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Sigur Rós - Ágćtis Byrjun CD (album) cover


Sigur Rós


Post Rock/Math rock

4.12 | 576 ratings

From, the ultimate progressive rock music website

4 stars Wow, what a beautiful CD. The first time I heard it I wasn't overly impressed, but now it has grown on me and it is one of few records that me and my dad (a classical fan) can share in enjoyment.

So... as for the songs. The intro just gives us a taster of what's to come and the album really kicks off with 'Svefn-G-Englar', a very beautiful epic, with hints of Floyd. Quite repetitive, but good for it. 'Staralfur' is my favourite, and the closest to being a 'song' in the traditional sense. It has an amazing atmosphere, and is extremely emotional. The way it seamlessly intersperses chamber music with the band's tradmark post rock sound is incredible. I saw a live performance of this on TV and the emotion on the singer/guitarists face was incredible. 'Flugufrelsarinn' starts with noises of the sea, which gradually get more frantic. This then fades out and some organ(?) chords are heard which introduces us to this song. This song brings back the spacier Floydian sound, but is more symphonic than 'Svefn-G-Englar'. There are also hints of world music that unfold. Then 'Ny Batteri' starts with brass instruments. At first it is very minimalistic and sounds improvised. Then other instruments enter the fold, adding more structure, and a very somber mood. This mood is enhanced by the mournful vocals. When the drums come in a new layer is added to the mood, and then everything stops leaving one note hanging in the air, and then everything comes in again, faster, but still solemn. This song fades out. Next up is 'Hjartao Hamast (Bamm Bamm Bamm)' which enters with a bass line reminding one of a seventies cop show. There are then ambient synths on top of this, and the singing takes on a very dark tone, with some female voices answering. The song then morphs into a more symphonic, yet still dark sound with layered vocals before returning to the original sound, with some great synths. The song ends spectularly and leads us to 'Viorar Vel Til Loftarasa'. A piano fades in very gradually. As other instruments enter, it sounds very hopeful, like the coming of Spring, after the bleak winter of the last few songs. Actually now I think of it the album has got quite a seasonal structure. Nayway this song also has a very new age feel to it. To put it simply it is a very bright song, yet wreathed in mystery. It gets very frantic towards the end. 'Olsen Olsen' begins with a very mysterious tone, and th singer sings in his highest range yet in this very celtic feeling song. It even has a flite or whistle solo which sounds very Irish (Very odd for an Icelandic band). The mood of this song changes a lot, from cheerful to mournful and back again. At one point it sounds like the kind of music you would experience in a musical such as The Sound of Music, and ends in a jazz-like jam and some children talking followed by a reprise of the earlier flute solo. The end fades straight into 'Agaetis Byrjun' which starts with a sound that seems to sum up the album so far, with piano, drums acoustic guitar, and others. The vocals are pretty stereotypical of the album so far. It's hard to tell if this is a happy or sad mood, and maybe it's supposed to be like that. There is silence before the final track, 'Avalon' begins. This song is very different to anything heard previously. There are lots of electronic sounds mixed with brass and strings. There are some strange sound effects in this solely instrumental piece, which rounds off the album as strangely as it begun.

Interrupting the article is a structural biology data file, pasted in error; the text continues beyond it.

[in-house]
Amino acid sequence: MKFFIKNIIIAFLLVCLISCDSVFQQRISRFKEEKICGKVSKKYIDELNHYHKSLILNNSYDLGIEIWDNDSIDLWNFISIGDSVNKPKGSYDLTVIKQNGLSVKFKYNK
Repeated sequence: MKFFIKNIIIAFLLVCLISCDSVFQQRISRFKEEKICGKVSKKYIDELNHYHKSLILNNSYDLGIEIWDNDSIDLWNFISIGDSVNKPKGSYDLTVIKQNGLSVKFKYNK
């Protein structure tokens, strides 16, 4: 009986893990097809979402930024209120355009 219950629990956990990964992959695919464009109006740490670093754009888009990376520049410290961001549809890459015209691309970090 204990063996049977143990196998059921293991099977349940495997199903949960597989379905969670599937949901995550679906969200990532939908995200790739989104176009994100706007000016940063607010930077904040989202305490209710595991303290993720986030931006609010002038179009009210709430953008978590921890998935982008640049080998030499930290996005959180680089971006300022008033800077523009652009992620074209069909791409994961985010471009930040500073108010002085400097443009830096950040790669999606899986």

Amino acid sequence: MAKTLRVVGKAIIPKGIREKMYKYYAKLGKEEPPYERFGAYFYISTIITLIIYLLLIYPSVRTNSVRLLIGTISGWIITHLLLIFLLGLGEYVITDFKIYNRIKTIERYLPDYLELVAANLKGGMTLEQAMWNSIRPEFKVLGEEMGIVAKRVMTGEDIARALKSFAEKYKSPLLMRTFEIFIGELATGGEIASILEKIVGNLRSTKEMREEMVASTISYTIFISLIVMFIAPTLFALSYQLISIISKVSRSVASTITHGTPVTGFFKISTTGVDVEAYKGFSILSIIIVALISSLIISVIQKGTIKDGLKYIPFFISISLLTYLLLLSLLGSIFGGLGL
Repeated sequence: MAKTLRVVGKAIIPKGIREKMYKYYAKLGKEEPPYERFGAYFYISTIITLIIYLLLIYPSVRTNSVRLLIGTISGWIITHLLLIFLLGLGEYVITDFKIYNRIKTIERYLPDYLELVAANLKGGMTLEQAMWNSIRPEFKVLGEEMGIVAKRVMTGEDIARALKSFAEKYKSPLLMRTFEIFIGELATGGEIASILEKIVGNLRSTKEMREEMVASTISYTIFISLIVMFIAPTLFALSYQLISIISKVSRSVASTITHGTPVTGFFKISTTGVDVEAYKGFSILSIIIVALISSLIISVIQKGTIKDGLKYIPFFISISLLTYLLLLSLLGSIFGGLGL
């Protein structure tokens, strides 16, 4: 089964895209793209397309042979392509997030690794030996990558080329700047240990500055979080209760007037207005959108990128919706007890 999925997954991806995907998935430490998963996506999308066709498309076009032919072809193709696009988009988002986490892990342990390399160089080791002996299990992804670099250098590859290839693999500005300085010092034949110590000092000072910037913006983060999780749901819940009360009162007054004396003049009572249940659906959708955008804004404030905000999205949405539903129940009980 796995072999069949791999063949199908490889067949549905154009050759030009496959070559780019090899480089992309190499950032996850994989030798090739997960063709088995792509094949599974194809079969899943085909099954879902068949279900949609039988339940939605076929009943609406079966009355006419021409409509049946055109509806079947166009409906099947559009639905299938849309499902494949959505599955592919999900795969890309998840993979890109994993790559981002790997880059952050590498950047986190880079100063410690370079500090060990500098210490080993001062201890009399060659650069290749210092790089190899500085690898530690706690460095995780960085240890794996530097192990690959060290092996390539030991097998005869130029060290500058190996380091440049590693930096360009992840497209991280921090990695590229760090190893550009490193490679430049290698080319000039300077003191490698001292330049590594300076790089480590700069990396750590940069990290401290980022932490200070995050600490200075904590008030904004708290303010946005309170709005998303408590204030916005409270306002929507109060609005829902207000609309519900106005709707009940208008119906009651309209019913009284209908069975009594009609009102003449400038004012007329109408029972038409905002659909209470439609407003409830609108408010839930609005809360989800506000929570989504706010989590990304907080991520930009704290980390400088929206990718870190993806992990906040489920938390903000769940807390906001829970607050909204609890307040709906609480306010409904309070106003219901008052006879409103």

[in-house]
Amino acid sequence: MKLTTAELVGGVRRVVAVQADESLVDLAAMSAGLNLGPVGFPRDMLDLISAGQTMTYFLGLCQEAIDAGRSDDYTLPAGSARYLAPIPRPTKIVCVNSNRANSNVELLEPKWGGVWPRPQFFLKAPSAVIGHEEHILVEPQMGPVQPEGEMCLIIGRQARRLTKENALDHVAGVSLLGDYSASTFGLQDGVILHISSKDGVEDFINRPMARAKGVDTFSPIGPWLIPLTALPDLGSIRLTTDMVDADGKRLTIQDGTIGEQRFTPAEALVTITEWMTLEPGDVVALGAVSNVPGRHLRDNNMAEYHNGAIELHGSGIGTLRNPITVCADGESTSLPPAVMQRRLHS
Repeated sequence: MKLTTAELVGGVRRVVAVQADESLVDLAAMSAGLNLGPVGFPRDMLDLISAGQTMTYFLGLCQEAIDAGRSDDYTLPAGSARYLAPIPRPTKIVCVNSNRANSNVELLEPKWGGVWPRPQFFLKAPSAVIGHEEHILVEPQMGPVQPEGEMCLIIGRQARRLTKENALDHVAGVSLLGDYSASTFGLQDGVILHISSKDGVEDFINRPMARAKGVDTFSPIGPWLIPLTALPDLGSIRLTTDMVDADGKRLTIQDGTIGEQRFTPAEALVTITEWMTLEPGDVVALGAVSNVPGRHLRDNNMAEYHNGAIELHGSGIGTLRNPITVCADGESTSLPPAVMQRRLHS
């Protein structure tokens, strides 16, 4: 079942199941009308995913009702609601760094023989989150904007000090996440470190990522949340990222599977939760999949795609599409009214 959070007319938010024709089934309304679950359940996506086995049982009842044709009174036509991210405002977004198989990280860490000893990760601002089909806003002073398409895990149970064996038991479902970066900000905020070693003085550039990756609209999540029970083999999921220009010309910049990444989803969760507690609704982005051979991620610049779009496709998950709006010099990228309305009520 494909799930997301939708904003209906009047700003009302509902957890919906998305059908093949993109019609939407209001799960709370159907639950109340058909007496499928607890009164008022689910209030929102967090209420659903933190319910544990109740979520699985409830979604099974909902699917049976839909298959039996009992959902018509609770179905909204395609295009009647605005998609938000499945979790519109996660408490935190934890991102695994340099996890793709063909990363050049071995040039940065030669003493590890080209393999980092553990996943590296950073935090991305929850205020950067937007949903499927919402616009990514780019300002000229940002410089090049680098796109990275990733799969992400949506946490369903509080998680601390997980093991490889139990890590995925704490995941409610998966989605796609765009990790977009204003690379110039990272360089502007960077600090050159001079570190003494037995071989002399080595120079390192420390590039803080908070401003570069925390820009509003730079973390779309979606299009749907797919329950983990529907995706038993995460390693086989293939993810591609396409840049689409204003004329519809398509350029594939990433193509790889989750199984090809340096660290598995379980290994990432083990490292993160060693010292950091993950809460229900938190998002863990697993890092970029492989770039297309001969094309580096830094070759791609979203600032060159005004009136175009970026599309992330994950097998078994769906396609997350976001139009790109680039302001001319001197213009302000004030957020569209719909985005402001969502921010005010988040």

So this is a very unique unusual albums, and my review doesn't even begin to describe the exciting twisting turns in this record. Anyone who likes intensely emotional music and has an open mind should enjoy this.

4 stars

burtonrulez | 4/5 |


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